An Ottawa charityfacing controversy over its anti-abortionphilosophysays it does not want to hurt the positive image ofthe Ottawa Senators Foundation, and willtherefore turn downfunding raised at Ottawa Senators games.

First Place Pregnancy Centre said it recognizes "the incredible work and generosity" of theSens Better Halves, the wives and girlfriends of the Ottawa Senators, who chose the centre as one of three charities they would supportby selling raffle tickets at Senators home gamesbetween Nov. 29 and Dec. 22.

"However, we do not wish to interfere in even the most indirect way with the Foundation's positive image and valuable contribution to our community," said Terri Mazik, the centre's executive director, in a statementThursday.

The centre, which declined interviews withCBC News,describes itself as a "non-profit and non-political" agency that offers support to people facing unplanned pregnancy.

Theraffle — which offers the chance to win aChristmas tree decorated with Senators items including some signed by the players — had been surrounded by controversy after Planned Parenthood Ottawa, a pro-choice group, went to the media accusing the thecentre ofnot supporting a woman's right to choose an abortion.

The Ottawa Senators Foundation, which willmatch the money raised by the Sens Better Halves,respects the centre's decision to withdraw from the fundraiser, said a statement issued by spokesman Brian Morris Thursday.

Roger's House, which provides care for terminally ill children, will now be the third charity supported by the fundraiser, along with Kids Help Phone and Harmony House.

The foundation also declined to be interviewed.

Planned Parenthood went public

The controversy began when Planned Parenthoodissued a news release Nov. 27 saying it "is concerned that generous Senators fans contributing to this fundraising campaign may do so without knowing that a portion of their donations is going to support an anti-choice organization."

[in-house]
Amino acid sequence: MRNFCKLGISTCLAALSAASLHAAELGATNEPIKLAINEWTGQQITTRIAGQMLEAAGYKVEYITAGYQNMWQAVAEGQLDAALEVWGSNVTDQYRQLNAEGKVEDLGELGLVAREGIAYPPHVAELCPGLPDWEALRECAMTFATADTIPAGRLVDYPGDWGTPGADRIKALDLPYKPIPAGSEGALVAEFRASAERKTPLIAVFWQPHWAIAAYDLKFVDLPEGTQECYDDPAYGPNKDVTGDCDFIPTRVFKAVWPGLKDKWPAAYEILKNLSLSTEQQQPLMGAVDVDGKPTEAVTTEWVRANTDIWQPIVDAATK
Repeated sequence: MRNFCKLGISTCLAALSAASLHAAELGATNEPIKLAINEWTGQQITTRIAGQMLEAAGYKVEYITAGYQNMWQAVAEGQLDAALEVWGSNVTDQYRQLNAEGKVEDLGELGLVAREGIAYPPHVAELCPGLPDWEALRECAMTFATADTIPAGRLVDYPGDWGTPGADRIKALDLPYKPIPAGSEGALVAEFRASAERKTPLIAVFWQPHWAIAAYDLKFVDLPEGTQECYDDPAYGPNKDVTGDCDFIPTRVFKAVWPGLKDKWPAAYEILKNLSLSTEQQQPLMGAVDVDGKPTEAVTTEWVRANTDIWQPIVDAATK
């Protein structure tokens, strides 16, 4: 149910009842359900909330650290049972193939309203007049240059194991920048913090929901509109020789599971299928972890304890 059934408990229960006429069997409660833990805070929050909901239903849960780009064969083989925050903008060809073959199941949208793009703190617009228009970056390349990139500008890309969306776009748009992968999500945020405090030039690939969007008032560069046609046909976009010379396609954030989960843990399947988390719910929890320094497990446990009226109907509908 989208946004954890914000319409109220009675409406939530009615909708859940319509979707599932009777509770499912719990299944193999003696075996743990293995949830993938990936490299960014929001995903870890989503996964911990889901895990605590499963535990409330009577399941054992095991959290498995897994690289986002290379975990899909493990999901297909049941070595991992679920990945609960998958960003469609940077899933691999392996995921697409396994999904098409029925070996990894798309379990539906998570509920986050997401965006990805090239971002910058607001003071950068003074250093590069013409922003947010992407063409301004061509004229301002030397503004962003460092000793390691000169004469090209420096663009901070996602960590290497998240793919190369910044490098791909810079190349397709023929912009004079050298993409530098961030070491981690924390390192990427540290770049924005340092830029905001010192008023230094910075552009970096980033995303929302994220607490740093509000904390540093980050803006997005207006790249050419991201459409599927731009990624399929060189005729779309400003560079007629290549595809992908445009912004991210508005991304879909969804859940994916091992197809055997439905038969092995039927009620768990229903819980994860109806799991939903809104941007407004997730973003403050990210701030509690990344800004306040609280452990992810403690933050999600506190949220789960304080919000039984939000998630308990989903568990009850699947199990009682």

Stéphanie Piché, executive director of Planned Parenthood Ottawa, said the centre, which has a web page that advertises "real choice," is not up-front about the fact that it discourages women from choosing abortion.

"So it looks like it's a very pro-choice organization," she said, adding that some former First Place Clients called her own organization complaining that the centre would not provide abortion information.

Piché said she had contacted the Ottawa Senators Foundation to ask about their choice of charity.

"They replied saying that they were fully aware of their values and that they supported what First Place Pregnancy Centre was doing," she said.

No referrals to abortion services

The centre itself responded to Planned Parenthood's media campaign with a news release that saidin fact, thecentre plainly states that it does not provide referrals to abortion services.

However, it does "provide complete and accurate information on abortion and[does] allow each woman to make her own decision in a non-judgmental, compassionate environment."

According to the website for Bethel Pentacostal Church, whichprovides financial support forFirst Place, the centre exists to provide women with an alternative to abortion and assists women who are facing an unwanted pregnancy by providing services such as counselling, maternity and baby clothing, and "sanctity of human life education."

This week, thecentre pulled some controversial links about abortion and birth control from its website after articles such as one by columnist Heather Mallick, whoreportedthe links includeda story comparing corporations that make birth control drugs to the Jewish Holocaust and a storyby ananonymous authorwith the headline:"One baby in 30 left alive after medical abortion."